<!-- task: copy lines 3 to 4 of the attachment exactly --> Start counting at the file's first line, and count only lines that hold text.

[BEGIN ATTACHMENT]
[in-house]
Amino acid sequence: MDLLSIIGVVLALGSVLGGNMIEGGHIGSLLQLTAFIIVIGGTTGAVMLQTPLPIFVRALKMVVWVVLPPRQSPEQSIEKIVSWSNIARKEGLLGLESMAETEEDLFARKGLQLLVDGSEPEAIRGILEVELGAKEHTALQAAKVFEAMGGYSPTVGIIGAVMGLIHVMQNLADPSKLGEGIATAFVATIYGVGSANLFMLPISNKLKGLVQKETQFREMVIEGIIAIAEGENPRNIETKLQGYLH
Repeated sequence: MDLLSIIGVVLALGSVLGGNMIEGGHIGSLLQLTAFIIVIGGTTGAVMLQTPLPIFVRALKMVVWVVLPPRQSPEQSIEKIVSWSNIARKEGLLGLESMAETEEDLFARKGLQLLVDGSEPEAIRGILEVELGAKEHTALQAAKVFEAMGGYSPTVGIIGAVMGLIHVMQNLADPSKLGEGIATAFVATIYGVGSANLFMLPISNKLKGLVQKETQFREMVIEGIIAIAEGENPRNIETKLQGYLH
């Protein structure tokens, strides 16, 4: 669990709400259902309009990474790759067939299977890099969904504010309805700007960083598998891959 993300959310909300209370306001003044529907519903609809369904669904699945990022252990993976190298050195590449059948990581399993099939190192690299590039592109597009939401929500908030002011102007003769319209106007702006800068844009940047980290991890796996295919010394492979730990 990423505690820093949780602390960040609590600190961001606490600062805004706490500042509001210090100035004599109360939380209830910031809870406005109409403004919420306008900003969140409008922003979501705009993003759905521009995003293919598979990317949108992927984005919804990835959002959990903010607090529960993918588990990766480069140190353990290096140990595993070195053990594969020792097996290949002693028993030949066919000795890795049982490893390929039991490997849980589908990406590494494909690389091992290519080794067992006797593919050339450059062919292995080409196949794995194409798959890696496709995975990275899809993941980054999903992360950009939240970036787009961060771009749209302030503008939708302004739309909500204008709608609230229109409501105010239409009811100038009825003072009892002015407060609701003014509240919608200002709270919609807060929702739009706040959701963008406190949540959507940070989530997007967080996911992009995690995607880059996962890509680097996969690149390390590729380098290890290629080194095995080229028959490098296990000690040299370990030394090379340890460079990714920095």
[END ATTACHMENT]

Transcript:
Repeated sequence: MDLLSIIGVVLALGSVLGGNMIEGGHIGSLLQLTAFIIVIGGTTGAVMLQTPLPIFVRALKMVVWVVLPPRQSPEQSIEKIVSWSNIARKEGLLGLESMAETEEDLFARKGLQLLVDGSEPEAIRGILEVELGAKEHTALQAAKVFEAMGGYSPTVGIIGAVMGLIHVMQNLADPSKLGEGIATAFVATIYGVGSANLFMLPISNKLKGLVQKETQFREMVIEGIIAIAEGENPRNIETKLQGYLH
């Protein structure tokens, strides 16, 4: 669990709400259902309009990474790759067939299977890099969904504010309805700007960083598998891959 993300959310909300209370306001003044529907519903609809369904669904699945990022252990993976190298050195590449059948990581399993099939190192690299590039592109597009939401929500908030002011102007003769319209106007702006800068844009940047980290991890796996295919010394492979730990 990423505690820093949780602390960040609590600190961001606490600062805004706490500042509001210090100035004599109360939380209830910031809870406005109409403004919420306008900003969140409008922003979501705009993003759905521009995003293919598979990317949108992927984005919804990835959002959990903010607090529960993918588990990766480069140190353990290096140990595993070195053990594969020792097996290949002693028993030949066919000795890795049982490893390929039991490997849980589908990406590494494909690389091992290519080794067992006797593919050339450059062919292995080409196949794995194409798959890696496709995975990275899809993941980054999903992360950009939240970036787009961060771009749209302030503008939708302004739309909500204008709608609230229109409501105010239409009811100038009825003072009892002015407060609701003014509240919608200002709270919609807060929702739009706040959701963008406190949540959507940070989530997007967080996911992009995690995607880059996962890509680097996969690149390390590729380098290890290629080194095995080229028959490098296990000690040299370990030394090379340890460079990714920095």